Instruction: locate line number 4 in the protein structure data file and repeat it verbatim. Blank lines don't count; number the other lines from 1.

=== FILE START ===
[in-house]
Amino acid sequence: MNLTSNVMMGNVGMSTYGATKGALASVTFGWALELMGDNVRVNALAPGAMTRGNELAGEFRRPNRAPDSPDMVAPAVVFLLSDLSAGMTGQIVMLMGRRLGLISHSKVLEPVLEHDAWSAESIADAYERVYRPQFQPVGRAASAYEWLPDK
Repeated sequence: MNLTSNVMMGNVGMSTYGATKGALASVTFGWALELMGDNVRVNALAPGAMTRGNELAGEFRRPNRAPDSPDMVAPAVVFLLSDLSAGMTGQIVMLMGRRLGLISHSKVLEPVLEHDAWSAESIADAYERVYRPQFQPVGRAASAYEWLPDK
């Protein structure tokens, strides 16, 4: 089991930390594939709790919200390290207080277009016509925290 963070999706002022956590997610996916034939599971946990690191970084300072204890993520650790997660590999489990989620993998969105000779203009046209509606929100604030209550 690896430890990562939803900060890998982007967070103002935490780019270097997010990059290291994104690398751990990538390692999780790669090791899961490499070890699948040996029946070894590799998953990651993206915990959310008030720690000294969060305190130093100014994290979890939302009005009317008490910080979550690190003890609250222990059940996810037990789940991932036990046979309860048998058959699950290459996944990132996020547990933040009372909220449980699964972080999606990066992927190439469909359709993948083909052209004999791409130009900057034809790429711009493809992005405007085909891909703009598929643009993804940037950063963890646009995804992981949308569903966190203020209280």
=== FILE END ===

């Protein structure tokens, strides 16, 4: 089991930390594939709790919200390290207080277009016509925290 963070999706002022956590997610996916034939599971946990690191970084300072204890993520650790997660590999489990989620993998969105000779203009046209509606929100604030209550 690896430890990562939803900060890998982007967070103002935490780019270097997010990059290291994104690398751990990538390692999780790669090791899961490499070890699948040996029946070894590799998953990651993206915990959310008030720690000294969060305190130093100014994290979890939302009005009317008490910080979550690190003890609250222990059940996810037990789940991932036990046979309860048998058959699950290459996944990132996020547990933040009372909220449980699964972080999606990066992927190439469909359709993948083909052209004999791409130009900057034809790429711009493809992005405007085909891909703009598929643009993804940037950063963890646009995804992981949308569903966190203020209280």